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Arthritis Due to Zika Virus 

Zika virus can present with a rash, headache, and light sensitivity. The virus also causes arthritis - worsening joint pain and swelling. Movement of the wrist, ankles and thumb joints can be quite painful. 

Zika gets its name from the Ugandan Zika forest, where the first case was identified in a primate in the 1940's. The first human infections were diagnosed in the mid-1950s. Now that we live in a globalized world where people can fly anywhere anytime, the disease has gone “viral” spreading to different parts of the world. Most likely someone with Zika boarded a plane and traveled to a place where an Aedes aegypti mosquito bit them. The mosquito then bit someone else transferring Zika virus in the bite. 

Once the mosquito bites someone, it takes 14 days before the mosquito can infect someone else.  Since the average life span of the mosquito is 30 days, it takes the mosquito half of its life to process the virus. Scientists are trying to figure out ways to counteract the spread of Zika by mosquito. Current efforts include genetic modification, focusing on breeding sterile mosquitoes and mosquitos with shortened life spans that cannot process and spread the virus. 

Until recently there was no test for Zika virus. Scientists are actively learning more about the Zika virus every day.  Initially scientists concluded that a person is only contagious while they are symptomatic. However, it was recently learned that 80% of carriers do not show symptoms. Furthermore, Zika can survive in semen and can be sexually transmitted to another person. Research is currently in progress to quickly learn as much as we can about this once unknown and “insignificant” virus. 

Until advances in research or other therapies develop to combat the Zika virus, there are some basic precautions to take when in Zika zones. When traveling to these areas, wear insect repellant, long sleeves, and long pants. Remove any standing water where the mosquitos like to breed including containers, bottles, and even bottle caps. Try to stay indoors in buildings with mosquito screens and air conditioning.  

Unfortunately, Florida leads the nation with 26 confirmed Zika virus infections in over 10 counties in Florida.

Posted by Rebecca Plante Tuesday, March 15, 2016 11:36:00 AM

Are You Still Using Ancient Medicine for Arthritis? 

Joint pain is an ancient disease. Dinosaur skeletons, cavemen remains, and ancient Egyptian mummies all have evidence of it. In 1886 an English doctor named John Kent Spender coined the term “osteoarthritis” (OA) which led to the modern understanding of the disease.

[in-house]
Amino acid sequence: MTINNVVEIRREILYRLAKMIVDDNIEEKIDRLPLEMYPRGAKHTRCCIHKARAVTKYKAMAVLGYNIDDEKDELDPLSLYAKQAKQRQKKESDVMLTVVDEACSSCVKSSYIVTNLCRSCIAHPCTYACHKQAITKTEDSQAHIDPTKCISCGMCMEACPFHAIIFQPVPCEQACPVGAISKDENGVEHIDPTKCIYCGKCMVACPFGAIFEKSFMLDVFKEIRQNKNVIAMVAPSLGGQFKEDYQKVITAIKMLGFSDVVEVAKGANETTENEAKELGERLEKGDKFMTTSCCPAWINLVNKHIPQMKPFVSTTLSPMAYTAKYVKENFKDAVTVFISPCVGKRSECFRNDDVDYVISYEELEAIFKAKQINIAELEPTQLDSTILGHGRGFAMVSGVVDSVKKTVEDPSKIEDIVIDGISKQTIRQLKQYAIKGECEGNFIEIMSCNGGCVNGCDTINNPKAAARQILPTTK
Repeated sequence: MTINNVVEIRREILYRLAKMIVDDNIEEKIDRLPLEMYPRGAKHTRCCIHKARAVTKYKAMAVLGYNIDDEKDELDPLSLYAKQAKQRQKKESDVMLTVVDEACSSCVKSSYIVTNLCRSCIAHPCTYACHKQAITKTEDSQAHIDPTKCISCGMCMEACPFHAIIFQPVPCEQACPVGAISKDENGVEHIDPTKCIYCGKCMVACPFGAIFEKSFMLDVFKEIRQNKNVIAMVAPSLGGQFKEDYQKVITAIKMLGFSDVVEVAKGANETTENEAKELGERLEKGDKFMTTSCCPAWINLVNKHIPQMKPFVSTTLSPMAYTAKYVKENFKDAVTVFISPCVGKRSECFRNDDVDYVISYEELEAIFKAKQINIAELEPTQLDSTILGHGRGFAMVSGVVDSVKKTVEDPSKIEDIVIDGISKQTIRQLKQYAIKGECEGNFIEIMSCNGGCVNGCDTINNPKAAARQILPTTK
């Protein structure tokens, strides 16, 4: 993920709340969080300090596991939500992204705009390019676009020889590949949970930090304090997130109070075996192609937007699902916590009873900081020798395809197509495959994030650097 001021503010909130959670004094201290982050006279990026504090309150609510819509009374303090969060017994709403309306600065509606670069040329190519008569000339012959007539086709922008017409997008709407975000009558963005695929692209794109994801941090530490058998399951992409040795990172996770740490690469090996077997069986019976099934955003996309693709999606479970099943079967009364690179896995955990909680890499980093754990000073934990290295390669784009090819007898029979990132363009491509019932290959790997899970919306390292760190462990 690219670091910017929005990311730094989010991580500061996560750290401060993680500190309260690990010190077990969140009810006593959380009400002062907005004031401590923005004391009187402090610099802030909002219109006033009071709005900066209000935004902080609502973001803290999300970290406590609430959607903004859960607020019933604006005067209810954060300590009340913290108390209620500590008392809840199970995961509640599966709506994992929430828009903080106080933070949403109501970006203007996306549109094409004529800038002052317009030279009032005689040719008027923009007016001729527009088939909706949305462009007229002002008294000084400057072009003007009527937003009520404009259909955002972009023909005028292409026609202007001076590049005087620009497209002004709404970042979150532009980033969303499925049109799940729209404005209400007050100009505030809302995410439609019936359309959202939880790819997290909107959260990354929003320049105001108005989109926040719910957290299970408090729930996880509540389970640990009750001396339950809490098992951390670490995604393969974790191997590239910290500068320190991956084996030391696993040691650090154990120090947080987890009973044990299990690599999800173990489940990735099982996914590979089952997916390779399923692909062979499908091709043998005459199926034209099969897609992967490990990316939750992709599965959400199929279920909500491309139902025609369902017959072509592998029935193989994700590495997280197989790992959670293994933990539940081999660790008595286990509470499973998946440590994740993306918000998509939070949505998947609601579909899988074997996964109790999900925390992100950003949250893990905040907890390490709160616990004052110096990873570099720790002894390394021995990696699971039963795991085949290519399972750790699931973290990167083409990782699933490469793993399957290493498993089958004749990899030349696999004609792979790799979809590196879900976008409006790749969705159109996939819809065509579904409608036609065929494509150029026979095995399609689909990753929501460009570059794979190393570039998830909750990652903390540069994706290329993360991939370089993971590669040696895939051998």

To relieve the pain and suffering of OA, ancient healers tried various concoctions, some of which persist until today. . More than 2500 years ago, Egyptian physicians treated OA with ointments containing fat, oil, honey or bone marrow, often added to various dry ingredients such as: flour, baking soda, cumin and incense. 1   The father of medicine, Hippocrates, observed that “Swelling and joint pain, ulcers, those of a gouty nature and muscle strain are usually improved by cold water, which reduces swelling and eliminates the pain, as a moderate degree of numbness eliminates pain”. Another Greek physician named Dioscorides floated a less enduring idea. He recommended using ivy. This treatment proved less effective although the subsequent itching may have distracted patients from thinking about their joints.

Acupuncture, an effective therapy for some folks, is another ancient treatment that has remained virtually unchanged over many years. An older medicinal approach using willow bark leaves remains in use today.  These leaves contain salicylic acid. An understanding of the benefits of salicyclic acid ultimately led to a breakthrough by a French chemist named, Charles Frederic Gerhardt. Gerhardt’s claim to fame involved the chemically synthesize of Aspirin or acetylsalicylic acid in 1897 that improved upon salicylic acid.

In more recent years, clinical research has helped to shed some light on this painful disease. Though there is no cure for OA, researchers have found many treatments to manage symptoms.  Science has proven that physical activity is one of the most beneficial ways to manage OA. The CDC recommends exercises such as: brisk walking, bicycling, swimming and muscle strengthening activities. It’s important for you to get moving and keep moving!  Losing weight can also help relieve additional stress on your weight bearing joints.

If older therapies haven’t worked for you or someone you know, there is always the promises of modern medicine. Thanks to years of clinical research there are some great medications available both over-the-counter and by prescription. Analgesics such as Tylenol, opioids (narcotics) and Tramadol are pain relievers. Nonsteroidal anti-inflammatory drugs (NSAIDs) are the most common anti-inflammation medication. NSAIDs include: Aspirin, Ibuprofen, Naproxen, and Celebrex. Corticosteroids are powerful anti-inflammatory medicines most notably given by injection in a doctor’s office. Hyaluronic acid naturally occurs in joint fluid, acting as a shock absorber and lubricant. Hyaluronic acid is given by injection in a doctor’s office.2  We don’t suggest using any treatments without first checking with your doctor!

The future for OA treatments looks bright. You can participate in the path to the future by participating in a clinical trial. We have many programs available for knee arthritis, back pain and general arthritis available at no charge. Please give us a call so we can see which program works best for you!

Posted by Rebecca Plante Tuesday, March 1, 2016 11:23:00 AM